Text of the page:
The non-impact of gestational age on neuro-developmental outcome for ventilated survivors born at 23–28 weeks gestation

Department of Pediatrics, The University of Chicago, IL 60637, USA.
Acta Paediatrica (Impact Factor: 1.67). 01/2012; 101(6):574-8. DOI: 10.1111/j.1651-2227.2012.02609.x
Source: PubMed


It has long been known that survival of preterm infants strongly depends upon birth weight and gestational age. This study addresses a different question - whether the gestational maturity improves neurodevelopmental outcomes for ventilated infants born at 23-28 weeks who survive to neonatal intensive care unit (NICU) discharge.
We performed a prospective cohort study of 199 ventilated infants born between 23 and 28 weeks of gestation. Neurodevelopmental impairment was determined using the Bayley Scales of Infant Development-II at 24 months.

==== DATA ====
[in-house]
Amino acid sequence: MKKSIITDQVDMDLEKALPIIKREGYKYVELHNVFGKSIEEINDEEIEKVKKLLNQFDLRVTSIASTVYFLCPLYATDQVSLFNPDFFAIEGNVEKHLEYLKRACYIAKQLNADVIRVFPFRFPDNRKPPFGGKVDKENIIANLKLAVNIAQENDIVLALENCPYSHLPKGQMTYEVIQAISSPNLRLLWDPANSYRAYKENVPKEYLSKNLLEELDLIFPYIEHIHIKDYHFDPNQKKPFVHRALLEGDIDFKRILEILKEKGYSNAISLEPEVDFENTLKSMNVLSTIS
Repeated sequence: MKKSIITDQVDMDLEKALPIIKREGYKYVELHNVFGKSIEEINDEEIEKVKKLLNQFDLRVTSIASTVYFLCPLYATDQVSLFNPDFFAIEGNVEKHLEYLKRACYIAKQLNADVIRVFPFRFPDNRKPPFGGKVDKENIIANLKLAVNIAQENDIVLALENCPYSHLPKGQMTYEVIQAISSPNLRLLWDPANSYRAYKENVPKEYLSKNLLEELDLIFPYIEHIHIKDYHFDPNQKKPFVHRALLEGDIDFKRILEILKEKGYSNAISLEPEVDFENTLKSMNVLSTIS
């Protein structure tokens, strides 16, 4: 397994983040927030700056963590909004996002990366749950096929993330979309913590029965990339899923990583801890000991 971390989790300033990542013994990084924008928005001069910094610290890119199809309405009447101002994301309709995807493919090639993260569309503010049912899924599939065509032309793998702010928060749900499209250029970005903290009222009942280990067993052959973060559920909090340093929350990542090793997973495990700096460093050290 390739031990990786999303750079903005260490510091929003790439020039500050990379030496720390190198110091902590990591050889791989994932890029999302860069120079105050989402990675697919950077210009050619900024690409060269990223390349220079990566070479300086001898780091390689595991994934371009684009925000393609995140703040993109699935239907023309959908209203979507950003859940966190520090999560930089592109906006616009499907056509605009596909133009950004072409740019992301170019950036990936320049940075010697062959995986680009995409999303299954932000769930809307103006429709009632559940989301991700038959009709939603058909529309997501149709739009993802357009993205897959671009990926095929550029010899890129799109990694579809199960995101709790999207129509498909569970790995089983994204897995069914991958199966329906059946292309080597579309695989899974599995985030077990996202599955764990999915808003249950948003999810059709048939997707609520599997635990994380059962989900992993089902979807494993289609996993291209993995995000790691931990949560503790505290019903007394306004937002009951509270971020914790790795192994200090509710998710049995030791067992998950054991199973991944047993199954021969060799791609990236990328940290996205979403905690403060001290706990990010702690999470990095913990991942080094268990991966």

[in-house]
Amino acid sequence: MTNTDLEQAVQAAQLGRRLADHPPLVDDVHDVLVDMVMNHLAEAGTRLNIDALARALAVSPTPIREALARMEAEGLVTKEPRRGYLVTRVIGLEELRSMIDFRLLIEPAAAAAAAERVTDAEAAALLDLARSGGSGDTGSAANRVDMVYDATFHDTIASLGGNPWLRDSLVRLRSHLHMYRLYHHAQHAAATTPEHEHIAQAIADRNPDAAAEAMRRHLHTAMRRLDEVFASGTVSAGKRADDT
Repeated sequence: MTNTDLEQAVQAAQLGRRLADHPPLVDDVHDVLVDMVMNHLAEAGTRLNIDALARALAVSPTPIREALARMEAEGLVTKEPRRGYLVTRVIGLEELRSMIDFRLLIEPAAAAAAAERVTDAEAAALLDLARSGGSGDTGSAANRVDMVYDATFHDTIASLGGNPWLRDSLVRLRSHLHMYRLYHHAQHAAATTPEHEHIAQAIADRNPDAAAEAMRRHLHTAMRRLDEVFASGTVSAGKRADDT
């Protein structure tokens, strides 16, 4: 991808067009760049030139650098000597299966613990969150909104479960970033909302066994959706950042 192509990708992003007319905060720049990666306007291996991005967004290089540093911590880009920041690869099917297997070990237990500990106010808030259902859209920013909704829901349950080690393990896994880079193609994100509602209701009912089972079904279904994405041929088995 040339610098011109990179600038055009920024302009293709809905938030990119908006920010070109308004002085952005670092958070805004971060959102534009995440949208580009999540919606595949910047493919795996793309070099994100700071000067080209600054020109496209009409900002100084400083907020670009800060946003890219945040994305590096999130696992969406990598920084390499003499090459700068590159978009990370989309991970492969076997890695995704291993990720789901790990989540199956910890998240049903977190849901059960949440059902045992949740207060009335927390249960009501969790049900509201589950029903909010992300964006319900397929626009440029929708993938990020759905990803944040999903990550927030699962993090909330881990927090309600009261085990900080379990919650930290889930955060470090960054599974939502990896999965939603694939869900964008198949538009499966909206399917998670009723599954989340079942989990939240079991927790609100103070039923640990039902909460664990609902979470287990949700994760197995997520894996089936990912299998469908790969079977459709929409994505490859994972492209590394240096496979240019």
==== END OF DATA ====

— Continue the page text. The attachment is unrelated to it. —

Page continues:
As expected, when considered as a ratio of all births, both survival and survival without neurodevelopmental impairment were strongly dependent on gestational age. However, the percentage of surviving infants who displayed neurodevelopmental impairment did not vary with gestational age for any level of neurodevelopmental impairment (MDI or PDI <50, <60, <70). Moreover, as a higher percentage of ventilated infants survived to NICU discharge at higher gestational ages, but the percentage of neurodevelopmental impairment in NICU survivors was unaffected by gestational age, the percentage of all ventilated births who survived with neurodevelopmental impairment rose - not fell - with increasing gestation age.
For physicians, parents and policy-makers whose primary concern is the presence of neurodevelopmental impairment in infants who survive the NICU, reliance on gestational age appears to be misplaced.

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